Another problem is that most devices are not easily updated, so when vulnerabilities are discovered, they remain. “Some of them are embedded in your wall,” Hibbard said. “They’re not designed to let you get access.”
And yet another problem affecting legal liability is what Hibbard called, “a mashup of devices – a half-dozen different devices put together in ways they were never designed to be in the first place.”
Those components could be in things ranging from bridges to traffic signals to cars. “From a legal perspective, it opens up interesting areas,” he said. ”If something bad happens, which component made the poor decision that caused the harm?”
Brudz said the legal system also has yet to sort out who is responsible for damages in the case of a breach. In the case of ASUS routers, “is the fault with the guy who made the router, or the guy who stole the information (from customers)?” he asked. “If somebody breaks into your house, can you sue the guy who made the lock?”
What makes it even more complicated is that many attackers are in different countries, far from the reach of American law enforcement or the courts.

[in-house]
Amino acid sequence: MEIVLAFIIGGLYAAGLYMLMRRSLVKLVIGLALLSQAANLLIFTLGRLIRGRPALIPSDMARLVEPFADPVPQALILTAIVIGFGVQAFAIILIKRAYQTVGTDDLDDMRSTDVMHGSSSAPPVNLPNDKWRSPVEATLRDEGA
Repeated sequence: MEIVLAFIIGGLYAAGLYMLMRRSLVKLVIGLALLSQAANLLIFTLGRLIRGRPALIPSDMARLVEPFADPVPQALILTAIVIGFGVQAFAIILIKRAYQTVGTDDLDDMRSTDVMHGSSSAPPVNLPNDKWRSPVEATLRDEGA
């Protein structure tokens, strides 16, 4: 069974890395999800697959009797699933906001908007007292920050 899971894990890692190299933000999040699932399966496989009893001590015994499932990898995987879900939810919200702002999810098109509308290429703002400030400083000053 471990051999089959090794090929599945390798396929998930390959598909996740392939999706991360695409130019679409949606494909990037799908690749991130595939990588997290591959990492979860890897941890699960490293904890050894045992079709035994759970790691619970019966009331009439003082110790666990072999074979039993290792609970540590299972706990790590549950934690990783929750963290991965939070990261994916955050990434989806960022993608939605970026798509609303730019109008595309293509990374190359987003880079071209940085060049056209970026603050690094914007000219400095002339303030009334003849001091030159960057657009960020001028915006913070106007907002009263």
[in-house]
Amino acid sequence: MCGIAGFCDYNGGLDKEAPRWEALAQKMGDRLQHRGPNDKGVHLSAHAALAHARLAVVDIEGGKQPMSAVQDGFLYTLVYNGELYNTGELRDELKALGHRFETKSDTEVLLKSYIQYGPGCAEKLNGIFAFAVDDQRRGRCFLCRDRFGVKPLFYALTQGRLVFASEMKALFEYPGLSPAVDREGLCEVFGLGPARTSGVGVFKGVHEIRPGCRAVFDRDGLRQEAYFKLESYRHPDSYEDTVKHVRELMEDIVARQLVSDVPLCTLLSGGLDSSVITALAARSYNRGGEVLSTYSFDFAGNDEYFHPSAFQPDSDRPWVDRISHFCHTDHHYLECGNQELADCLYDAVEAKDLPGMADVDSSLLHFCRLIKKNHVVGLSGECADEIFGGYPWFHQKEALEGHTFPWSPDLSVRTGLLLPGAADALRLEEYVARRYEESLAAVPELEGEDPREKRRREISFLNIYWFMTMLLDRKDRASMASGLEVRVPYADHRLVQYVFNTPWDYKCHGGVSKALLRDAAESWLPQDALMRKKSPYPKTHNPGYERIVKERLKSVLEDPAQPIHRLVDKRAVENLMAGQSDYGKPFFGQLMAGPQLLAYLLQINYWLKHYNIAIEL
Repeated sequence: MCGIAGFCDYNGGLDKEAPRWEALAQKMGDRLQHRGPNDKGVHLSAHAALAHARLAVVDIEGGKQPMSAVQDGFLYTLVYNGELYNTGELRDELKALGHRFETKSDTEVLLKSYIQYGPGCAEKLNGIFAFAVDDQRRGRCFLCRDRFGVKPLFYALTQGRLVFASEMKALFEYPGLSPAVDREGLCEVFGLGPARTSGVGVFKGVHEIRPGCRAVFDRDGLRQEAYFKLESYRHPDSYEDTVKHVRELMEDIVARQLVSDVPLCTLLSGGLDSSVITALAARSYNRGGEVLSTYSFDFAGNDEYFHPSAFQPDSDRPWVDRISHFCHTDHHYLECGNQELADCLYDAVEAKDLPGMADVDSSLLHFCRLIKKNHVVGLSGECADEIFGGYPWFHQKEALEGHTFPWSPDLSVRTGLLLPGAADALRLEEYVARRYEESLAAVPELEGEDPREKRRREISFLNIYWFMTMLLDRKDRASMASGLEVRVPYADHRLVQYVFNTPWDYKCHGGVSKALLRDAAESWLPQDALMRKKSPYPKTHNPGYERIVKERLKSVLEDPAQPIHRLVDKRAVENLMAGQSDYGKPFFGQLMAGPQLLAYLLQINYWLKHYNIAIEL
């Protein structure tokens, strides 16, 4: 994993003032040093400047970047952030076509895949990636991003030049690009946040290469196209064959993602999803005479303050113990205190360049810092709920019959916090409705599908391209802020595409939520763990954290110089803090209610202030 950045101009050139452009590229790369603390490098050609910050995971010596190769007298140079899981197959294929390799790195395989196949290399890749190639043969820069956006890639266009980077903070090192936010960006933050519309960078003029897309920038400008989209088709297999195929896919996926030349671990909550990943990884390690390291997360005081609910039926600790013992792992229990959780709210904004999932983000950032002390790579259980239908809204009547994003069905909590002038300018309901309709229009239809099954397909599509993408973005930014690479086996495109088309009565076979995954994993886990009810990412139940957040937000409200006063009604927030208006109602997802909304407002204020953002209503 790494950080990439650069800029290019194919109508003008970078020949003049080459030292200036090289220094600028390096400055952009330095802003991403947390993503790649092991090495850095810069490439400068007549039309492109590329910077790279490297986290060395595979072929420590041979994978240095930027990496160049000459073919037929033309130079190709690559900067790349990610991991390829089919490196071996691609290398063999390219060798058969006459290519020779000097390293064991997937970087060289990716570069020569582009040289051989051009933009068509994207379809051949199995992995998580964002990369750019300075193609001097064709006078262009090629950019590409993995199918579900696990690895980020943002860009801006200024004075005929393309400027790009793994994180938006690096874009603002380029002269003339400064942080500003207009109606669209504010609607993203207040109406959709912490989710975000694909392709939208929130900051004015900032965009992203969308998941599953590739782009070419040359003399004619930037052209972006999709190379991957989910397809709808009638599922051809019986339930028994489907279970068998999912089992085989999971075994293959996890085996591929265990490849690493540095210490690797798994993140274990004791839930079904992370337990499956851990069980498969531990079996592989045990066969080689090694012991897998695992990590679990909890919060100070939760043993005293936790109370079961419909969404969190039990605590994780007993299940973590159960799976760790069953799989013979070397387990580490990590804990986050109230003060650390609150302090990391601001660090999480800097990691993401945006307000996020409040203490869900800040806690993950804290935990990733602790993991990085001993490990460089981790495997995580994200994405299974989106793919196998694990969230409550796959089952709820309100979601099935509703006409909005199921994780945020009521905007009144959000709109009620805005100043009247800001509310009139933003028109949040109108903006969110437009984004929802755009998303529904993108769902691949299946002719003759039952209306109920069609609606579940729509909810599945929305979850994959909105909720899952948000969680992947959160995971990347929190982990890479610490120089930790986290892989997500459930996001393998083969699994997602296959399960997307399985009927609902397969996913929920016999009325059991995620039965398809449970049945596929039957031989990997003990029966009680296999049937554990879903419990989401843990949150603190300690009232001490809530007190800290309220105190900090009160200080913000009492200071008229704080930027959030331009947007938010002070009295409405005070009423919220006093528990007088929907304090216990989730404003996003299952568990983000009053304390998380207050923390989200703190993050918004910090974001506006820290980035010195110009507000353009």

Sannappa said some of the biggest names in the private sector, like Apple, Google and Samsung, may help to set overall IoT security standards. “There is a possibility where we could have larger ecosystems, industry leaders, setting up a way for smaller players to have guidance.
“Then regulators can say, this is what you were supposed to be doing and weren’t,” he said.
But there was general agreement that the process will take time. “We may be looking three to four years out before standards start arriving,” Hibbard said. “And I think it is going to be the legal community that is going to weigh in on it.
“It’s going to be a wake-up call to manufacturers and developers to do something about their house of cards,” he said.
Sign up for CIO Asia eNewsletters.